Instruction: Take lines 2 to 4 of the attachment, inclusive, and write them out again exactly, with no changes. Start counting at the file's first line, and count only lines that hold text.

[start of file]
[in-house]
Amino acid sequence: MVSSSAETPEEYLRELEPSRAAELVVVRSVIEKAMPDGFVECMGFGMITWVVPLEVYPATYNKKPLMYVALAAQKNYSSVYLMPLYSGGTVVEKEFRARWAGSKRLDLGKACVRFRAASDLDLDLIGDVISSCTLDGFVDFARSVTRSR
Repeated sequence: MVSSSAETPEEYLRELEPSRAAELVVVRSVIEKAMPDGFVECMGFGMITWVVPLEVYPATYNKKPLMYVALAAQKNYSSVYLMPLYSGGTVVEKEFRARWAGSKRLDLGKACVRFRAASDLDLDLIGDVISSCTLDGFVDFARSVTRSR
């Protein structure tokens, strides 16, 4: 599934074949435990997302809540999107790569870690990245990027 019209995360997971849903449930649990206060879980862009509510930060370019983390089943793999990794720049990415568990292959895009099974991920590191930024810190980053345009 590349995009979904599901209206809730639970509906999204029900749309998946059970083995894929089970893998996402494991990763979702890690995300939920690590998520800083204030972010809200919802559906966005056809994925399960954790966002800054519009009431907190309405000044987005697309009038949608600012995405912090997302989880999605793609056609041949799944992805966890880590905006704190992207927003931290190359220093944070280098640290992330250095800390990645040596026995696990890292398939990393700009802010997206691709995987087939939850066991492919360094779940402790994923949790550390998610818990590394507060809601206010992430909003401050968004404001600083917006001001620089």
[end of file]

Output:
Amino acid sequence: MVSSSAETPEEYLRELEPSRAAELVVVRSVIEKAMPDGFVECMGFGMITWVVPLEVYPATYNKKPLMYVALAAQKNYSSVYLMPLYSGGTVVEKEFRARWAGSKRLDLGKACVRFRAASDLDLDLIGDVISSCTLDGFVDFARSVTRSR
Repeated sequence: MVSSSAETPEEYLRELEPSRAAELVVVRSVIEKAMPDGFVECMGFGMITWVVPLEVYPATYNKKPLMYVALAAQKNYSSVYLMPLYSGGTVVEKEFRARWAGSKRLDLGKACVRFRAASDLDLDLIGDVISSCTLDGFVDFARSVTRSR
């Protein structure tokens, strides 16, 4: 599934074949435990997302809540999107790569870690990245990027 019209995360997971849903449930649990206060879980862009509510930060370019983390089943793999990794720049990415568990292959895009099974991920590191930024810190980053345009 590349995009979904599901209206809730639970509906999204029900749309998946059970083995894929089970893998996402494991990763979702890690995300939920690590998520800083204030972010809200919802559906966005056809994925399960954790966002800054519009009431907190309405000044987005697309009038949608600012995405912090997302989880999605793609056609041949799944992805966890880590905006704190992207927003931290190359220093944070280098640290992330250095800390990645040596026995696990890292398939990393700009802010997206691709995987087939939850066991492919360094779940402790994923949790550390998610818990590394507060809601206010992430909003401050968004404001600083917006001001620089």